Facing resistance from streaming-media companies, an industry group agrees to lower patent licensing fees that stand in the way of the shift to "4K" high-resolution video.
It looked like compression technology for superhigh-quality video would be free for watching movies and TV online. Not so, according to a new patent-licensing group that wants a cut of the revenue.
The company's NAB announcements for upgrades and new products look like some really useful features.
So-called 4K video could arrive later and cost more because of a surprise royalty demand for a certain video compression technology.
Adaptec's GameBridgeTV is unique in letting you connect game consoles to a PC, but its DVR performance is inconsistent.
By using HTML5 by default to deliver YouTube video, Google helps the Web root out Adobe's Flash. The next challenge for the Web: competing with mobile apps.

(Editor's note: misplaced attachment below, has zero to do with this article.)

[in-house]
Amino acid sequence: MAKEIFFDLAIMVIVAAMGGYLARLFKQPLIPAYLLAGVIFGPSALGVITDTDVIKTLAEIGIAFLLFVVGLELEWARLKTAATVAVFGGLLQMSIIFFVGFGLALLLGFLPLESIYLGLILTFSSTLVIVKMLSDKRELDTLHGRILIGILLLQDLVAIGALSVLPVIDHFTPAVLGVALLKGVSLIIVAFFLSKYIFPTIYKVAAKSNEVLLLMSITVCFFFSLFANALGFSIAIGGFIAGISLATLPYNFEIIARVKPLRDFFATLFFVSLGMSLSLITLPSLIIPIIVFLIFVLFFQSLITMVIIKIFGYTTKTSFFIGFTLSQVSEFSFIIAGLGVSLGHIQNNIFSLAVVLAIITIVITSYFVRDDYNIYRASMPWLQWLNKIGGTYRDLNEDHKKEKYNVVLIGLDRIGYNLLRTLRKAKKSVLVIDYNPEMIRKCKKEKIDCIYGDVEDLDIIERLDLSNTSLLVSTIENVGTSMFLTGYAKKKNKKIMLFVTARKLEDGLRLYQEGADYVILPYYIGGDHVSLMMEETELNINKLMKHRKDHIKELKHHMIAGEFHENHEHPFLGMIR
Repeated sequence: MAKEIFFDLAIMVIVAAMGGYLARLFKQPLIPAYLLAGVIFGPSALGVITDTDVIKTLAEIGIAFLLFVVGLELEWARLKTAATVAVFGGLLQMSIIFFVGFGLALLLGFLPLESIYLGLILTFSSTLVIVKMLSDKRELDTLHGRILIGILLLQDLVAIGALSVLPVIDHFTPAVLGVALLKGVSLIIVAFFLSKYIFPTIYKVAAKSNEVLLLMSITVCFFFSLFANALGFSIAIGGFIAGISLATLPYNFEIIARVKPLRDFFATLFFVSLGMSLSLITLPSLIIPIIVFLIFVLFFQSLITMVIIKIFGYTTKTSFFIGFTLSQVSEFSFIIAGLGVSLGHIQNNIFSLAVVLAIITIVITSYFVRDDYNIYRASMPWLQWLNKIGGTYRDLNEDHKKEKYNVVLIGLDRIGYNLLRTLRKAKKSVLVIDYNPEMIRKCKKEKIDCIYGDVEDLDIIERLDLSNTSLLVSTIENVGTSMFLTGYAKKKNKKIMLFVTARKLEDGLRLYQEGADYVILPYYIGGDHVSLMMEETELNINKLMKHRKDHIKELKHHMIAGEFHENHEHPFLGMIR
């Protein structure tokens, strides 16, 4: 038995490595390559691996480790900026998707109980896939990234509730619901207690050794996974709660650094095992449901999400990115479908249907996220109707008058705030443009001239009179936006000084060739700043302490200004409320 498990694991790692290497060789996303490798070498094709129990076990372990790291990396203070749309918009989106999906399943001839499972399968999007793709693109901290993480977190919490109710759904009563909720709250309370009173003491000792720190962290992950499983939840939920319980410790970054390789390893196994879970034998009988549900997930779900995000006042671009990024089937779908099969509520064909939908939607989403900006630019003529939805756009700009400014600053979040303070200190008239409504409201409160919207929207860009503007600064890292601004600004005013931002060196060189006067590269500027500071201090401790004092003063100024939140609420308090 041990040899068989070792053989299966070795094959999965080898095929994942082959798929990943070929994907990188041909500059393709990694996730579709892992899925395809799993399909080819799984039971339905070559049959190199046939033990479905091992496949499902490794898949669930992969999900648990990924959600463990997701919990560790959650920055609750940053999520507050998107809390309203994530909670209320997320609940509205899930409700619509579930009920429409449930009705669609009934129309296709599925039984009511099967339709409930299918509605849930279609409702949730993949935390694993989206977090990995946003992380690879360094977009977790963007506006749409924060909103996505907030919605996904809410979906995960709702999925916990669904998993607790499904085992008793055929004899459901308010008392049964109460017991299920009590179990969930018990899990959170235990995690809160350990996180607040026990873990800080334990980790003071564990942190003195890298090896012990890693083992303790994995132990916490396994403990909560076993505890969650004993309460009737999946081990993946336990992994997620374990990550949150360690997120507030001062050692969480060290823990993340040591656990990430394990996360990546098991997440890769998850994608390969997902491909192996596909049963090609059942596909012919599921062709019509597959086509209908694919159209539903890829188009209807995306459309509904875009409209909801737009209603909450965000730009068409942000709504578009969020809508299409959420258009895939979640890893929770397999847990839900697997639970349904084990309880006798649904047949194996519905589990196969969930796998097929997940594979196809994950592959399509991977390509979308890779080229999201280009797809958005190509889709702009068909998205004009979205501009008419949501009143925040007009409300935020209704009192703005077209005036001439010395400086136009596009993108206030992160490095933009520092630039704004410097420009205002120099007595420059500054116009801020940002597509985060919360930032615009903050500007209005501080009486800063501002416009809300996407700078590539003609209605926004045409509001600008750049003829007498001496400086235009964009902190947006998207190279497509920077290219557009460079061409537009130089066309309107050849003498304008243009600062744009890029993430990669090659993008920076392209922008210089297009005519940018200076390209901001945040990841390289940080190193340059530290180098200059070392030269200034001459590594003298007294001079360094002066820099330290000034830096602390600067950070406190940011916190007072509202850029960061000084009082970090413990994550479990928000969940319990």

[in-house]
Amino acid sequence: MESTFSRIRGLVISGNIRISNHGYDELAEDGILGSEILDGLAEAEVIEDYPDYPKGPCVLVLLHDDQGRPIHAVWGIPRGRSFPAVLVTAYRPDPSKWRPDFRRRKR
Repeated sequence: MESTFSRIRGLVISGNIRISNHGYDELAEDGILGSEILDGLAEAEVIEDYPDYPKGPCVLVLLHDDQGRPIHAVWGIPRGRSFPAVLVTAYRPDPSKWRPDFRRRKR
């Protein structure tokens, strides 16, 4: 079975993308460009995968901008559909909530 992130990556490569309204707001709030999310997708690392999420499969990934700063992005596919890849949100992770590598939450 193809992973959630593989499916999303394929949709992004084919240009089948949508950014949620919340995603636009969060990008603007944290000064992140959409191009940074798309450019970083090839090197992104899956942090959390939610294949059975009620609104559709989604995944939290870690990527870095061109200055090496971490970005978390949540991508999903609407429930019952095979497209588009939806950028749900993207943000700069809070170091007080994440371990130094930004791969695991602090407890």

HEVC, a new standard for compressing 4K video, will be cheaper for many companies to use than its industry-dominating predecessor. Maybe Google's competition helped.
Those who want movies with the very highest quality will be keen on 4K Blu-ray's better resolution, color, and dynamic range. Yet millions seem happy with streaming video, despite its shortcomings.
TP Vision, trying to find a way to excite TV buyers, reveals three models at the IFA trade show that marry Google's smart-TV technology with lots of pixels.
The HBO comedian wonders why the hardware and software guarding the United States' nuclear warheads are so out of date.